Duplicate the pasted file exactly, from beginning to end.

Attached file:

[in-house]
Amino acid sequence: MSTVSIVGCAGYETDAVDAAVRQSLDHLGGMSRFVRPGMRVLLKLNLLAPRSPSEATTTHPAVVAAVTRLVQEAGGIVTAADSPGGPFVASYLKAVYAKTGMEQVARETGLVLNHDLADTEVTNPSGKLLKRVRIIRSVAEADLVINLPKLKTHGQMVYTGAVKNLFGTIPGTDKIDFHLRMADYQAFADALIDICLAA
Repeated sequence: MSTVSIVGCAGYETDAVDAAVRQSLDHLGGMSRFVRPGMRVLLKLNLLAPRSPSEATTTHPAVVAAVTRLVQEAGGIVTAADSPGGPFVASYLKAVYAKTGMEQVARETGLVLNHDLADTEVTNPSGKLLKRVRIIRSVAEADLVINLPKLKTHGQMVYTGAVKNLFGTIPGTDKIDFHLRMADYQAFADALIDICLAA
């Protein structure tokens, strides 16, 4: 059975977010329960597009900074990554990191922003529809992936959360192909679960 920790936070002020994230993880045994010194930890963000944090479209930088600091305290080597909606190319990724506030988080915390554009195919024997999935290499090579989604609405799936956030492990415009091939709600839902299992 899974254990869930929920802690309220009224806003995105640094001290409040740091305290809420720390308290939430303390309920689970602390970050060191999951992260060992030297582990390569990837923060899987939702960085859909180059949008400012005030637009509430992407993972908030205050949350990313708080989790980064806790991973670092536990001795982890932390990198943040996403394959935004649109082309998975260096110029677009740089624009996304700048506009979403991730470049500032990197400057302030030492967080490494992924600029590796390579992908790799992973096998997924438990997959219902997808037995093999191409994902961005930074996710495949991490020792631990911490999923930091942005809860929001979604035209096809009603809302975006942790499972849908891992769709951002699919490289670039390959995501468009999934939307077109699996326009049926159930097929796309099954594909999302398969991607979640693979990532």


[in-house]
Amino acid sequence: MSTVSIVGCAGYETDAVDAAVRQSLDHLGGMSRFVRPGMRVLLKLNLLAPRSPSEATTTHPAVVAAVTRLVQEAGGIVTAADSPGGPFVASYLKAVYAKTGMEQVARETGLVLNHDLADTEVTNPSGKLLKRVRIIRSVAEADLVINLPKLKTHGQMVYTGAVKNLFGTIPGTDKIDFHLRMADYQAFADALIDICLAA
Repeated sequence: MSTVSIVGCAGYETDAVDAAVRQSLDHLGGMSRFVRPGMRVLLKLNLLAPRSPSEATTTHPAVVAAVTRLVQEAGGIVTAADSPGGPFVASYLKAVYAKTGMEQVARETGLVLNHDLADTEVTNPSGKLLKRVRIIRSVAEADLVINLPKLKTHGQMVYTGAVKNLFGTIPGTDKIDFHLRMADYQAFADALIDICLAA
């Protein structure tokens, strides 16, 4: 059975977010329960597009900074990554990191922003529809992936959360192909679960 920790936070002020994230993880045994010194930890963000944090479209930088600091305290080597909606190319990724506030988080915390554009195919024997999935290499090579989604609405799936956030492990415009091939709600839902299992 899974254990869930929920802690309220009224806003995105640094001290409040740091305290809420720390308290939430303390309920689970602390970050060191999951992260060992030297582990390569990837923060899987939702960085859909180059949008400012005030637009509430992407993972908030205050949350990313708080989790980064806790991973670092536990001795982890932390990198943040996403394959935004649109082309998975260096110029677009740089624009996304700048506009979403991730470049500032990197400057302030030492967080490494992924600029590796390579992908790799992973096998997924438990997959219902997808037995093999191409994902961005930074996710495949991490020792631990911490999923930091942005809860929001979604035209096809009603809302975006942790499972849908891992769709951002699919490289670039390959995501468009999934939307077109699996326009049926159930097929796309099954594909999302398969991607979640693979990532």